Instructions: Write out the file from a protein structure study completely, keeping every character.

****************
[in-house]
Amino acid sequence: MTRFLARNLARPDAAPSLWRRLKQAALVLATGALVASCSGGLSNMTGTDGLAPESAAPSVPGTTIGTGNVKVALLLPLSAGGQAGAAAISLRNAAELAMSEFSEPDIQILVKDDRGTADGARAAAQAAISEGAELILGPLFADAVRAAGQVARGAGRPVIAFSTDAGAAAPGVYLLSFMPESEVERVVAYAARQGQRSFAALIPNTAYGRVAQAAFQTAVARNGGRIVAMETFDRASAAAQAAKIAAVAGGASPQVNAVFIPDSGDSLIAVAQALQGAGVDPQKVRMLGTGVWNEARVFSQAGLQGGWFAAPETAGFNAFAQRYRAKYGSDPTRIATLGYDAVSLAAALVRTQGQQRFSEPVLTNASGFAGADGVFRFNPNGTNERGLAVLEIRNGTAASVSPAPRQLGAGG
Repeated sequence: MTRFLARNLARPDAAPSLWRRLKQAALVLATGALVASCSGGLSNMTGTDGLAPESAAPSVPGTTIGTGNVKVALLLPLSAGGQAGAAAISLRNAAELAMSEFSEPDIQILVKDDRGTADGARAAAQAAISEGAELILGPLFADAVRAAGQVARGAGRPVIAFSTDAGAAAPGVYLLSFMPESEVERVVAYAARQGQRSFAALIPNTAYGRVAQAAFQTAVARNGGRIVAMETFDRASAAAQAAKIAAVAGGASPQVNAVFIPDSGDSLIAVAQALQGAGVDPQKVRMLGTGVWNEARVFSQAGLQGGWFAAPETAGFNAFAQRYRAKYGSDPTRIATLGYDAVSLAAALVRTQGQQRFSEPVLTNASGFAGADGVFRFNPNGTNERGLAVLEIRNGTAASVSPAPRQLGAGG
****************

[in-house]
Amino acid sequence: MTRFLARNLARPDAAPSLWRRLKQAALVLATGALVASCSGGLSNMTGTDGLAPESAAPSVPGTTIGTGNVKVALLLPLSAGGQAGAAAISLRNAAELAMSEFSEPDIQILVKDDRGTADGARAAAQAAISEGAELILGPLFADAVRAAGQVARGAGRPVIAFSTDAGAAAPGVYLLSFMPESEVERVVAYAARQGQRSFAALIPNTAYGRVAQAAFQTAVARNGGRIVAMETFDRASAAAQAAKIAAVAGGASPQVNAVFIPDSGDSLIAVAQALQGAGVDPQKVRMLGTGVWNEARVFSQAGLQGGWFAAPETAGFNAFAQRYRAKYGSDPTRIATLGYDAVSLAAALVRTQGQQRFSEPVLTNASGFAGADGVFRFNPNGTNERGLAVLEIRNGTAASVSPAPRQLGAGG
Repeated sequence: MTRFLARNLARPDAAPSLWRRLKQAALVLATGALVASCSGGLSNMTGTDGLAPESAAPSVPGTTIGTGNVKVALLLPLSAGGQAGAAAISLRNAAELAMSEFSEPDIQILVKDDRGTADGARAAAQAAISEGAELILGPLFADAVRAAGQVARGAGRPVIAFSTDAGAAAPGVYLLSFMPESEVERVVAYAARQGQRSFAALIPNTAYGRVAQAAFQTAVARNGGRIVAMETFDRASAAAQAAKIAAVAGGASPQVNAVFIPDSGDSLIAVAQALQGAGVDPQKVRMLGTGVWNEARVFSQAGLQGGWFAAPETAGFNAFAQRYRAKYGSDPTRIATLGYDAVSLAAALVRTQGQQRFSEPVLTNASGFAGADGVFRFNPNGTNERGLAVLEIRNGTAASVSPAPRQLGAGG